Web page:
Here is a platform where you can invest with Sh5

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Samuel Njuguna is the co-founder of Chumz. The platform enables users to invest with as low as Sh5.

After completing their university studies years ago, a group of young and ambitious friends came together in pursuit of an occupation that would seal their success.

At the time, technology was booming and most people were making their fortunes in finance, so the group, comprising Samuel Njuguna, Titus Kinyanjui and Samuel Njogu, decided that fintech is the route they would take.

Leveraging on their various backgrounds in ICT and finance, the trio began a journey that would provide people on knowledge regarding how to save and invest their money.

By virtue of what they were offering, the entrepreneurs were optimistic that their business would quickly grow into the next big thing. 

But a few months down the road, they were yet to achieve most of their goals, and they began to wonder why.

“Before you start a business, you have a lot of assumptions about how it is going to turn out. In this case, we realised that just because you tell people you are going to give them a certain return on their investment does not mean they will invest with you,” said Samuel Njuguna, co-founder of Chumz, in an interview with Powering SMEs.  

In a country where a majority of the working population earns no more than Sh50,000 a month, they for instance realised that the initial deposit requirement they had set up was too high, and this discouraged potential individuals from investing with them.

To bridge this gap, the trio embarked on developing an application that would enable anyone to save and invest with small amounts, as low as Sh5.

Titus Kinyanjui, who had a background in finance, would handle the financial aspect of the platform, while Samuel Njogu would become the lead designer.

With the aid of an angel investor, the trio began building Chumz, an application that would provide an affordable alternative for people to invest in. The first prototype was ready in 2020, and by early 2022, they had secured a license from the Capital Markets Authority (CMA) to operate.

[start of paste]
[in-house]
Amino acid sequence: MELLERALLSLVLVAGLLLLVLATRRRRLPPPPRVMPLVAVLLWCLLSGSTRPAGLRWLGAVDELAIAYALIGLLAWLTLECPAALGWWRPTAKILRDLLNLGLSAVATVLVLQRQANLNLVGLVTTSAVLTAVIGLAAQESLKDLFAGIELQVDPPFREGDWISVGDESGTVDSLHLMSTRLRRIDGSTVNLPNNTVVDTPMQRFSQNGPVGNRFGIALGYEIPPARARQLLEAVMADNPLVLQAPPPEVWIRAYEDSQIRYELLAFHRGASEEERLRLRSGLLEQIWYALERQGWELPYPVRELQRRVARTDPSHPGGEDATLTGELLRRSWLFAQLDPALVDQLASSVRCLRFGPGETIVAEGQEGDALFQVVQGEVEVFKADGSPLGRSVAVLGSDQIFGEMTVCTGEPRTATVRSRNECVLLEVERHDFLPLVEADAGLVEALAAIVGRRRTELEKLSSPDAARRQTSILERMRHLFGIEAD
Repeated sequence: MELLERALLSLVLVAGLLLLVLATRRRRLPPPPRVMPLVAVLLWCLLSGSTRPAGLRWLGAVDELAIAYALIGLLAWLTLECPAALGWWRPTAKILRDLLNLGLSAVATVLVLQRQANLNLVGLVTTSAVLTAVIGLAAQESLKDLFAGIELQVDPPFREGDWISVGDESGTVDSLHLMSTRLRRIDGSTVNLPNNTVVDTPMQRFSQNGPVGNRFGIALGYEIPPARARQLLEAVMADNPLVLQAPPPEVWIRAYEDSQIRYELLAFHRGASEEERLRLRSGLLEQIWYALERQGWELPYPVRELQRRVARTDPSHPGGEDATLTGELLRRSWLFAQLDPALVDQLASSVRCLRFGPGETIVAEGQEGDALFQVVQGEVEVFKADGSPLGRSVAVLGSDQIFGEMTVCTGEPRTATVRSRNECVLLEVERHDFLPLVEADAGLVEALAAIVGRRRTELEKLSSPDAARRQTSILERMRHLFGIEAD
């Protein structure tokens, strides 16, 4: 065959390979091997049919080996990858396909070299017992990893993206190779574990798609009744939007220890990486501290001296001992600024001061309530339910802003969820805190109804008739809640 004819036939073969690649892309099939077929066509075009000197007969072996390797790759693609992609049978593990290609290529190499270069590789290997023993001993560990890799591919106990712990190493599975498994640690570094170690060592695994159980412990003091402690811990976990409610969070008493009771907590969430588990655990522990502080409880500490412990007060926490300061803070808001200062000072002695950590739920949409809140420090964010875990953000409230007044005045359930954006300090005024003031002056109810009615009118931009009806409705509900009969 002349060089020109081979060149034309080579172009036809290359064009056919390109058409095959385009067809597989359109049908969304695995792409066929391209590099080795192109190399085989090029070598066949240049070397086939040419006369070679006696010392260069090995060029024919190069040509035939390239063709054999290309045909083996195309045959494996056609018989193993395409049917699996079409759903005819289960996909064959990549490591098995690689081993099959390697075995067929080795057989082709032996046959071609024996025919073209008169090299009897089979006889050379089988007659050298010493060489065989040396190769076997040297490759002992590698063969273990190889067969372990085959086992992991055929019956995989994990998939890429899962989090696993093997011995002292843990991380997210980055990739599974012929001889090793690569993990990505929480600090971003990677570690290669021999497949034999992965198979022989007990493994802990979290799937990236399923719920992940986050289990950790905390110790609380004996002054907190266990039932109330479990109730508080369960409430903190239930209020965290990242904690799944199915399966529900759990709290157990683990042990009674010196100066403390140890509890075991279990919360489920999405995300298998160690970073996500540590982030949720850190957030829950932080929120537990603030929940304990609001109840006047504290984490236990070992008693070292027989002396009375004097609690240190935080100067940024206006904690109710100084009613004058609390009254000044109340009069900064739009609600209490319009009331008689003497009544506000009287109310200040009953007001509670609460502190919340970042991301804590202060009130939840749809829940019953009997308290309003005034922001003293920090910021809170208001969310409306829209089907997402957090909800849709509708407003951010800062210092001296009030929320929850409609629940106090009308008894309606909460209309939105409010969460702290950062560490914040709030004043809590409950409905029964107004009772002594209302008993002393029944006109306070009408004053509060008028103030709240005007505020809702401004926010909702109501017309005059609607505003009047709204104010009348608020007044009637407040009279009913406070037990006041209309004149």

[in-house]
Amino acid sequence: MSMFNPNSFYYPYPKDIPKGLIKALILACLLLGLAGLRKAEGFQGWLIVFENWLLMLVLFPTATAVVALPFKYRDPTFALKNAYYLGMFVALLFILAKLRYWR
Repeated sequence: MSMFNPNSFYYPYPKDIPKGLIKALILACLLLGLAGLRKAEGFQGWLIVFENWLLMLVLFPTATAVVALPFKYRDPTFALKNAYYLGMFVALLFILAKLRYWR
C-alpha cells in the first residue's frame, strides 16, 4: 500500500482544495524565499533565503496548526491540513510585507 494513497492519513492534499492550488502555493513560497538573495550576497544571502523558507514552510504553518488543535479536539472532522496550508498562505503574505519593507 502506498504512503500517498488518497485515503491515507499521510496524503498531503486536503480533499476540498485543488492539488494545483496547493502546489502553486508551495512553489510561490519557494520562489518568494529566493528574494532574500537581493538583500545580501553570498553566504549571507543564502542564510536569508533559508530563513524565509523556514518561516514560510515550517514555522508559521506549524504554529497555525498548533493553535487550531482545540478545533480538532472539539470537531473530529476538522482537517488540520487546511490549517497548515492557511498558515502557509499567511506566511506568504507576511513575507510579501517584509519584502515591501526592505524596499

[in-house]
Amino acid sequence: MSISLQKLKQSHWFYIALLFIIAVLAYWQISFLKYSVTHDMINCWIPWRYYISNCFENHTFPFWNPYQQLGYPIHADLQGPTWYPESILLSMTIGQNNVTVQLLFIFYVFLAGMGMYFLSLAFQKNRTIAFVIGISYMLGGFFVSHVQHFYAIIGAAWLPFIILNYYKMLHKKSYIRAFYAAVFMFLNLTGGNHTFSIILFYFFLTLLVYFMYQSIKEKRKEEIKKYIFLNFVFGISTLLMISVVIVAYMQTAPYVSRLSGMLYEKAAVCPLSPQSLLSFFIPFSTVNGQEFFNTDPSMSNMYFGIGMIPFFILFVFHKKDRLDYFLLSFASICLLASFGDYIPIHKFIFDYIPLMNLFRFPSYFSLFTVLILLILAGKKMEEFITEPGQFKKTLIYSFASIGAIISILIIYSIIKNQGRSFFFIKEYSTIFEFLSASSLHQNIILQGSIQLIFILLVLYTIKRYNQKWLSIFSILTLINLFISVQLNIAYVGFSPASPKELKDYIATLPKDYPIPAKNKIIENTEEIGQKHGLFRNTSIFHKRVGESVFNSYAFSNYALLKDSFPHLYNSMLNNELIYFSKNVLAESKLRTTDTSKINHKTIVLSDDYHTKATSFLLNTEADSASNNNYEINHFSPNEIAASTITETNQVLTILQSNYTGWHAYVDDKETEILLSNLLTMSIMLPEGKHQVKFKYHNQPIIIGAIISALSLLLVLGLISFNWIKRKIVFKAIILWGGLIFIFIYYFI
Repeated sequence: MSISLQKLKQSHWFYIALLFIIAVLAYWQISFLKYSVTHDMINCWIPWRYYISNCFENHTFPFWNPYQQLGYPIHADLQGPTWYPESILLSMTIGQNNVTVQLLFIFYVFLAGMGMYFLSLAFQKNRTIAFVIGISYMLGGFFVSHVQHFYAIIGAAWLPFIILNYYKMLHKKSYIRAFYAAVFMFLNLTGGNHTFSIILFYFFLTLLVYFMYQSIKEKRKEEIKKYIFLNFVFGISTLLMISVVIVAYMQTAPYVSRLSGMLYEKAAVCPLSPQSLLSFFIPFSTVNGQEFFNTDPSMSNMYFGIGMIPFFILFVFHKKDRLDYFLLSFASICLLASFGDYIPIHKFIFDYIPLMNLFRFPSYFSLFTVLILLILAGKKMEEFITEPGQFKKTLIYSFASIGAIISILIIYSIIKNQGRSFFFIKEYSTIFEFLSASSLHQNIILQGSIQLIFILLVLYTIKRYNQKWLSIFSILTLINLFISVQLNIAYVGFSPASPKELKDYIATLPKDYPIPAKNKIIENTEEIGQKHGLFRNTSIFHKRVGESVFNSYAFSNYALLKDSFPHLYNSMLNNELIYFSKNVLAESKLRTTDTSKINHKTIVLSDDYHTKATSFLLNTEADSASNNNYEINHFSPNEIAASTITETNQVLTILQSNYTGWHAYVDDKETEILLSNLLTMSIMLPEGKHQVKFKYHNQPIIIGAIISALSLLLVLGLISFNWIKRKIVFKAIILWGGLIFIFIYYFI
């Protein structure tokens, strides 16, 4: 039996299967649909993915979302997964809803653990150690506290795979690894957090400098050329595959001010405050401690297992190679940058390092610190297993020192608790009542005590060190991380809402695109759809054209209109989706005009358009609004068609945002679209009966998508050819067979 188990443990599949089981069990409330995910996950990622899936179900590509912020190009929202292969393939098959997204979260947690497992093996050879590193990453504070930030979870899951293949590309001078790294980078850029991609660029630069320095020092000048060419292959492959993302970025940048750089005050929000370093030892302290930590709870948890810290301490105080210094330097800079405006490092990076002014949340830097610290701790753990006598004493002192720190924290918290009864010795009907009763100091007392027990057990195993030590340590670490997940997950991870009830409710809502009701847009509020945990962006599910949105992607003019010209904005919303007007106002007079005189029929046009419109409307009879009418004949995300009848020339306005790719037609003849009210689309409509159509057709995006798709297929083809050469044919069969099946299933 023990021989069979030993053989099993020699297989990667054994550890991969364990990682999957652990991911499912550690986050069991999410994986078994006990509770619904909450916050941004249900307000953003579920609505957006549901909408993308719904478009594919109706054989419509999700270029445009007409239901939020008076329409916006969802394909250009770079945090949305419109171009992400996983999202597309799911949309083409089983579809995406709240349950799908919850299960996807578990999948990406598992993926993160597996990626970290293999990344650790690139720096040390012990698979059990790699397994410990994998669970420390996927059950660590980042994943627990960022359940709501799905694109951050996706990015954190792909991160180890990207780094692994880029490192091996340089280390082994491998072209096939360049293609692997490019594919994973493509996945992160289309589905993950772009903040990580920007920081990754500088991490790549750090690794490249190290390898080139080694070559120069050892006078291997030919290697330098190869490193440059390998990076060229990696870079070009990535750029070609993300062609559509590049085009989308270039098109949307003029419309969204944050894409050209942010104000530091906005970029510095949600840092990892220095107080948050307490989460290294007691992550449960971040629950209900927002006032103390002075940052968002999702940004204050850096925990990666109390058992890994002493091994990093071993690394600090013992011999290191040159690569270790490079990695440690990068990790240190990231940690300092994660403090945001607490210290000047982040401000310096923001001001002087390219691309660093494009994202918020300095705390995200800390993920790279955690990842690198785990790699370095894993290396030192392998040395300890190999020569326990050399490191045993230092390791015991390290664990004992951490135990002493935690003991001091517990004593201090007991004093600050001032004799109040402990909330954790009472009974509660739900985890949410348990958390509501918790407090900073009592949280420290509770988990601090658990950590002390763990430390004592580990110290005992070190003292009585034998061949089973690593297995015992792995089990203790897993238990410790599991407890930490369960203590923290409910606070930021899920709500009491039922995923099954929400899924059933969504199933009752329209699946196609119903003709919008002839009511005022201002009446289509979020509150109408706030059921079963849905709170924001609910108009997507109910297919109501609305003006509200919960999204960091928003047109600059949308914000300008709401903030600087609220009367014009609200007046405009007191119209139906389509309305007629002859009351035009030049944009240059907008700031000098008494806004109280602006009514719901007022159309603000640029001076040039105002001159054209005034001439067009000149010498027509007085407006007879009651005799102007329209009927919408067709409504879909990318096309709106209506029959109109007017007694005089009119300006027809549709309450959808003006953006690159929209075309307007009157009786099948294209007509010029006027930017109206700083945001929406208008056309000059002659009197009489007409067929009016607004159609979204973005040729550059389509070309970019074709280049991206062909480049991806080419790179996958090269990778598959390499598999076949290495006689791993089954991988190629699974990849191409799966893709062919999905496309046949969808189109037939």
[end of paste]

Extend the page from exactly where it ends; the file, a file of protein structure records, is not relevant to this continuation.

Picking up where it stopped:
“The idea was to help individuals who struggled with creating a savings and investment culture due to a lack of discipline and the high initial investment required by most investment channels,” says Njuguna.

Chumz staff

Chumz staff members at their work premises in Nairobi. 

Photo credit: Pool

Essentially, the platform channels the funds collected to a licensed fund manager who offers a return and the interests are, thereafter, distributed to individual clients. The platform also utilises behavioral psychology to guide users on when to save and invest based on their spending habits. 

“For instance, we have designed our platform to prompt users to save a portion of the money they receive on mobile money, and when they spend money on certain activities such as dining out. Additionally, we send reminders at strategic times during the month to encourage our clients to save and invest so that they can make the most out of their income,” says Njuguna.

He says it is not easy getting people to change spending habits that have sometimes pushed them to rely heavily on predatory mobile loans for quick cash, and instead focus on saving small amounts of money that could in the long run guarantee financial independence is not easy.

“Basic financial literacy is lacking and this has meant that we have had to create financial literacy content and partner with a number of entities that do financial literacy. We’ve also recognized that financial jargon has kept many retail investors from investing, and we’re breaking down this jargon to make it more accessible to everyone,” notes Njuguna.

He says these approaches have helped to bring even the people who have never saved or invested before to do so, and change the perception that investing is for a select few.

“For instance, a shoe designer in Ngara saved Sh50 daily and managed to purchase his work equipment. His biggest aha moment was that small savings could amount to something substantial,” notes Njuguna.

He says they have also recently noticed that some parents are using the Chumz app to teach their children about finance, explain how interest accumulates and the long-term effects of deferred gratification, as well as create future financial goals for their children.

Currently, Chumz has over 70,000 registered users who have saved and invested over Sh500 million in under 11 months. Compared to the continental average of 17 per cent, Kenya’s average savings and investment rate is still low, with only about 13 per cent of the population engaged in saving. Samuel says they plan on enhancing the app to encourage saving and investing by making it a fun activity. 

“We are working on achieving this by creating gamified experiences around saving and investment triggers tied to the clients’ lifestyle around money.  We have also created financial calculators to guide clients on how to manage their funds on our website,” notes Njuguna.